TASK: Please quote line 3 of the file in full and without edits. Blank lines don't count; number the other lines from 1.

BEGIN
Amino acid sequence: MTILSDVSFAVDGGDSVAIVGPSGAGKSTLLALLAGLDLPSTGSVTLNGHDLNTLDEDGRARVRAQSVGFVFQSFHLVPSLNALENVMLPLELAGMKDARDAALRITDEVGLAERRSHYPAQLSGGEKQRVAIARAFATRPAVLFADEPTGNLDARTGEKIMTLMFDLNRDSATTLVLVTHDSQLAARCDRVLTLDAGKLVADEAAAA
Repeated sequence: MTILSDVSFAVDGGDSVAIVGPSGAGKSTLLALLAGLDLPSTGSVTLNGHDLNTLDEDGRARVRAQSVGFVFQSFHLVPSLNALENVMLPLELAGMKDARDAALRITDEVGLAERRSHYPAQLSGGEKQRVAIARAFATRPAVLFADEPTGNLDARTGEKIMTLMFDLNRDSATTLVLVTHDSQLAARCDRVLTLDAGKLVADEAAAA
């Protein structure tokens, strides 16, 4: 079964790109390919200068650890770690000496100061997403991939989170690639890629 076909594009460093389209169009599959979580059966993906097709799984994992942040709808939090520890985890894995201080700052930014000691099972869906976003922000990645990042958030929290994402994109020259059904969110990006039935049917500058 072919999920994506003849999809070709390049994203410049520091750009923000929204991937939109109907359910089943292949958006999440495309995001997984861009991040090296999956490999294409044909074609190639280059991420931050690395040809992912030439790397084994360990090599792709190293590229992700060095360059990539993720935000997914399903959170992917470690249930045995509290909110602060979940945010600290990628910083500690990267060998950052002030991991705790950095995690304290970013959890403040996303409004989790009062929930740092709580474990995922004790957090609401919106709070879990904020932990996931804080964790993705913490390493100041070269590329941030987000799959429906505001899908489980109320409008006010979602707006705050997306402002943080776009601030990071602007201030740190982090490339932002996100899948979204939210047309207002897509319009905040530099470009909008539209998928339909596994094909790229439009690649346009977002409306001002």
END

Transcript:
């Protein structure tokens, strides 16, 4: 079964790109390919200068650890770690000496100061997403991939989170690639890629 076909594009460093389209169009599959979580059966993906097709799984994992942040709808939090520890985890894995201080700052930014000691099972869906976003922000990645990042958030929290994402994109020259059904969110990006039935049917500058 072919999920994506003849999809070709390049994203410049520091750009923000929204991937939109109907359910089943292949958006999440495309995001997984861009991040090296999956490999294409044909074609190639280059991420931050690395040809992912030439790397084994360990090599792709190293590229992700060095360059990539993720935000997914399903959170992917470690249930045995509290909110602060979940945010600290990628910083500690990267060998950052002030991991705790950095995690304290970013959890403040996303409004989790009062929930740092709580474990995922004790957090609401919106709070879990904020932990996931804080964790993705913490390493100041070269590329941030987000799959429906505001899908489980109320409008006010979602707006705050997306402002943080776009601030990071602007201030740190982090490339932002996100899948979204939210047309207002897509319009905040530099470009909008539209998928339909596994094909790229439009690649346009977002409306001002």